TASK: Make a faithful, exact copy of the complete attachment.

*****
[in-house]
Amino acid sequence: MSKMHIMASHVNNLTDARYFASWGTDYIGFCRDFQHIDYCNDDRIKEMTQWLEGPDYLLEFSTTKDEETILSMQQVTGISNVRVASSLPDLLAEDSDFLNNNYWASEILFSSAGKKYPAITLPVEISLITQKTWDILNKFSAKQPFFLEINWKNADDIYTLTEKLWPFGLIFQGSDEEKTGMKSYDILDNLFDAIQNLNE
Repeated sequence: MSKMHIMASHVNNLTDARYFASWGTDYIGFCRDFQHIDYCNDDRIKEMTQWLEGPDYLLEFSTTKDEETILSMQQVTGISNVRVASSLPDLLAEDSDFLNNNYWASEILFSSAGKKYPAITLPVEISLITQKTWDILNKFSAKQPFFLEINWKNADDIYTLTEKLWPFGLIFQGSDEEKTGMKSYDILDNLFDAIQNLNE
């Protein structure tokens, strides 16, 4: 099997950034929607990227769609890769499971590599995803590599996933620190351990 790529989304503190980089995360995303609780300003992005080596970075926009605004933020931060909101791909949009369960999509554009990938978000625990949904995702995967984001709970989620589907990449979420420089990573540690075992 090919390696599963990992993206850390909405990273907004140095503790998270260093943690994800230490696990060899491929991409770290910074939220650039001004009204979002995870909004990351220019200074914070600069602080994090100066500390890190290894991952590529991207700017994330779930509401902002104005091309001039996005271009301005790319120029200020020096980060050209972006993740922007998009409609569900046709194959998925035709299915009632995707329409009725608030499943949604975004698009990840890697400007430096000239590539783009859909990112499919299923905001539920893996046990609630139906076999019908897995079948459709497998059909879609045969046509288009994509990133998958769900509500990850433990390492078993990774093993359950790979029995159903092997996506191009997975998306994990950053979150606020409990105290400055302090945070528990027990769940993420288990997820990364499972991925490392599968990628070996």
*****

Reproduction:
[in-house]
Amino acid sequence: MSKMHIMASHVNNLTDARYFASWGTDYIGFCRDFQHIDYCNDDRIKEMTQWLEGPDYLLEFSTTKDEETILSMQQVTGISNVRVASSLPDLLAEDSDFLNNNYWASEILFSSAGKKYPAITLPVEISLITQKTWDILNKFSAKQPFFLEINWKNADDIYTLTEKLWPFGLIFQGSDEEKTGMKSYDILDNLFDAIQNLNE
Repeated sequence: MSKMHIMASHVNNLTDARYFASWGTDYIGFCRDFQHIDYCNDDRIKEMTQWLEGPDYLLEFSTTKDEETILSMQQVTGISNVRVASSLPDLLAEDSDFLNNNYWASEILFSSAGKKYPAITLPVEISLITQKTWDILNKFSAKQPFFLEINWKNADDIYTLTEKLWPFGLIFQGSDEEKTGMKSYDILDNLFDAIQNLNE
């Protein structure tokens, strides 16, 4: 099997950034929607990227769609890769499971590599995803590599996933620190351990 790529989304503190980089995360995303609780300003992005080596970075926009605004933020931060909101791909949009369960999509554009990938978000625990949904995702995967984001709970989620589907990449979420420089990573540690075992 090919390696599963990992993206850390909405990273907004140095503790998270260093943690994800230490696990060899491929991409770290910074939220650039001004009204979002995870909004990351220019200074914070600069602080994090100066500390890190290894991952590529991207700017994330779930509401902002104005091309001039996005271009301005790319120029200020020096980060050209972006993740922007998009409609569900046709194959998925035709299915009632995707329409009725608030499943949604975004698009990840890697400007430096000239590539783009859909990112499919299923905001539920893996046990609630139906076999019908897995079948459709497998059909879609045969046509288009994509990133998958769900509500990850433990390492078993990774093993359950790979029995159903092997996506191009997975998306994990950053979150606020409990105290400055302090945070528990027990769940993420288990997820990364499972991925490392599968990628070996």